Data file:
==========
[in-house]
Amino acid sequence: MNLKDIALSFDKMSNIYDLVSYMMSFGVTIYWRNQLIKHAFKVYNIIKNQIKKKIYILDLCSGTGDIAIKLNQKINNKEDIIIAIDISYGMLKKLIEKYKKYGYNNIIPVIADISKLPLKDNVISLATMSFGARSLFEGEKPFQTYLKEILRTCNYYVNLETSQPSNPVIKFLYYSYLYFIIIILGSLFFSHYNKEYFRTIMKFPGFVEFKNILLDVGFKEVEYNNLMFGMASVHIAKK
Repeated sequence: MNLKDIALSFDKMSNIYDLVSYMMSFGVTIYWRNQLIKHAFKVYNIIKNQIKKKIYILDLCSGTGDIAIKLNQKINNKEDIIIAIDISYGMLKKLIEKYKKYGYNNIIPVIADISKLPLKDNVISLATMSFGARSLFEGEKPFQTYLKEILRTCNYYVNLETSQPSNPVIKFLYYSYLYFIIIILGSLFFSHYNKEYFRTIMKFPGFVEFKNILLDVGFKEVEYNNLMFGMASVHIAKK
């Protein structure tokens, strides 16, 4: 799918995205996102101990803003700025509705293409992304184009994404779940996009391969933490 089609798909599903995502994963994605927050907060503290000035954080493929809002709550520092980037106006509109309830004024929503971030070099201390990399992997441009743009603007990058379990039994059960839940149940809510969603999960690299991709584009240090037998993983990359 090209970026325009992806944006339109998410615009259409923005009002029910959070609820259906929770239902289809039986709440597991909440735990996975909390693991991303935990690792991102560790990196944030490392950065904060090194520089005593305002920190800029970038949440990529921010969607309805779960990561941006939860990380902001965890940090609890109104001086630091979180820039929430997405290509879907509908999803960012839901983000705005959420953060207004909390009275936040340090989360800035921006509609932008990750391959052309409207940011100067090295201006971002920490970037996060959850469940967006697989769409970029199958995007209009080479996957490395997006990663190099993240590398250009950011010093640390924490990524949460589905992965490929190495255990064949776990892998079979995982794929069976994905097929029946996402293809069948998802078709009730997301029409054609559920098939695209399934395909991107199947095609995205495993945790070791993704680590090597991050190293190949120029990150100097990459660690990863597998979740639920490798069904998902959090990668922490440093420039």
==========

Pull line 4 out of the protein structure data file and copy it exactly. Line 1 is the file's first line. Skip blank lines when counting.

């Protein structure tokens, strides 16, 4: 799918995205996102101990803003700025509705293409992304184009994404779940996009391969933490 089609798909599903995502994963994605927050907060503290000035954080493929809002709550520092980037106006509109309830004024929503971030070099201390990399992997441009743009603007990058379990039994059960839940149940809510969603999960690299991709584009240090037998993983990359 090209970026325009992806944006339109998410615009259409923005009002029910959070609820259906929770239902289809039986709440597991909440735990996975909390693991991303935990690792991102560790990196944030490392950065904060090194520089005593305002920190800029970038949440990529921010969607309805779960990561941006939860990380902001965890940090609890109104001086630091979180820039929430997405290509879907509908999803960012839901983000705005959420953060207004909390009275936040340090989360800035921006509609932008990750391959052309409207940011100067090295201006971002920490970037996060959850469940967006697989769409970029199958995007209009080479996957490395997006990663190099993240590398250009950011010093640390924490990524949460589905992965490929190495255990064949776990892998079979995982794929069976994905097929029946996402293809069948998802078709009730997301029409054609559920098939695209399934395909991107199947095609995205495993945790070791993704680590090597991050190293190949120029990150100097990459660690990863597998979740639920490798069904998902959090990668922490440093420039």